J. Scott Applewhite/AP/File
Senate Finance Committee members meet privately with Federal Reserve Chairman Ben Bernanke on the looming economic crisis, often called the "fiscal cliff", on Capitol Hill in Washington, in this September 2012 file photo.

How the fiscal cliff turns into a gentle 'fiscal hill'

Hyper-polarized Washington hasn’t shown itself capable of rational behavior, Reich writes; It's why the nation is heading over a fiscal cliff that may begin to look more like a hill whose slope remains uncertain but will almost surely be gradual.

These are awkward days for deficit hawks who believe the American economy can get back to health only if the nation gets its fiscal house in order. If they get their wish, the economy goes over a cliff.

Regardless of what happens Election Day, at the beginning of next year more than $600 billion in tax increases and spending cuts automatically go into effect. That’s equivalent to about 5 percent of the entire U.S. economy, more than the projected growth of the whole gross domestic product next year.

The problem is, if we fall off this fiscal cliff we plunge into recession. That’s because the cliff withdraws too much demand from the economy too quickly, at a time when unemployment is still likely to be high.

The Congressional Budget Office projects real economic growth will drop at an annual rate of 2.9 percent in the first half of 2013, and unemployment will rise to 9.1 percent by the end of next year.

As Spain and Great Britain have demonstrated, launching fiscal austerity at a time when a nation’s economic capacity is substantially underutilized causes the economy to contract. This makes the debt even larger in proportion to the size of the economy. Rather than reassure global lenders and investors, it spooks them more.

America is about to fall off the fiscal cliff because Democrats and Republicans in Congress haven’t been able to agree on a plan for long-term deficit reduction – and this failure will trigger automatic spending cuts in January. Meanwhile, the temporary tax cuts enacted by former President George W. Bush in 2001 and 2003, and extended for two years by President Obama, will run out December 31st, as will the President’s temporary jobs measures – a payroll-tax holiday and extended unemployment benefits.

In a rational world, deficit reduction on this scale wouldn’t happen until the economy is once again healthy – when unemployment has dropped to below 6 percent and economic growth is back to at least 3 percent. These would be sensible triggers.

But hyper-polarized Washington hasn’t shown itself capable of rational behavior. Democrats and Republicans have been so much at each others’ throats that whenever one side senses the other wants (or fears) something more, the party that doesn’t want or fear it as much has a bargaining advantage in an ongoing game of chicken.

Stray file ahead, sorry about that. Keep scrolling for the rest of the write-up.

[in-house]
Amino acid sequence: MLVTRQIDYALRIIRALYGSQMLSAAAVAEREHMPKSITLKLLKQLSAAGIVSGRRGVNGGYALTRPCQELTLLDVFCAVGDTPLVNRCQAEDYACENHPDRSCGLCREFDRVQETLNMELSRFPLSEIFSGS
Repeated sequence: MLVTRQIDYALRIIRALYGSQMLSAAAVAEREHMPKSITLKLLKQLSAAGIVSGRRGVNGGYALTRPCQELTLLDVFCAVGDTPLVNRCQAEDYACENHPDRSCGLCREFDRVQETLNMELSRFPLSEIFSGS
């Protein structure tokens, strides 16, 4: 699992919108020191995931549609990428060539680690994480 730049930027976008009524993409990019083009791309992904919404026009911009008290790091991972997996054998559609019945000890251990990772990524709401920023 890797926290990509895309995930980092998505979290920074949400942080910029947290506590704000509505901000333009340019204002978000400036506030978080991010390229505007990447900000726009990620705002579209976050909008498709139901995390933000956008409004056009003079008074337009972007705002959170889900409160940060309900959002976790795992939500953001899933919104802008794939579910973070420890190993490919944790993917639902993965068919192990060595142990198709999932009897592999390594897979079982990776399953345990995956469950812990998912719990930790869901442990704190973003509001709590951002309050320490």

This is why the nation is heading over the cliff – or, more accurately, appears to be heading that way. Congressional Democrats have concluded Republicans are more afraid than they are of going over it because the pending tax increases will fall most heavily on America’s wealthy, and half the spending cuts would come out of the defense budget. (Republicans, you may have noticed, are particularly solicitous of the wealthy and of defense contractors.)

So most Democrats have decided to wait it out in order to maximize their bargaining power in negotiations over how to reduce the long-term deficit. They want a deal that raises taxes only on America’s wealthy and doesn’t substantially alter Medicare, and Social Security — which is the opposite of what Republicans want.

Democrats also reason that, once the Bush tax cut has been terminated, Republicans won’t be able to resist an offer to reduce taxes on the middle class (those earning $250,000 or less). After all, Republicans have pledged to vote for any and all tax cuts. Once Democrats get the best deal they can, they’ll make it retroactive to January 1.

As a practical matter, then, negotiations over America’s budget deficit will drag on into the new year, right over and beyond the fiscal cliff. A deal might not be struck until February, or even March.

But because everyone will know that the final compromise won’t be nearly as draconian – and is going to be retroactive to the start of the year — the cliff won’t feel like much of a cliff. In actual effect it will be more like a hill whose slope remains uncertain but will almost surely be gradual.

With any luck, by the time significant tax increases and spending cuts take permanent effect, unemployment will already have dropped and growth accelerated. In other words, the irrational and irascible American political process may come up with a timetable for reducing the budget deficit that’s surprisingly sensible.

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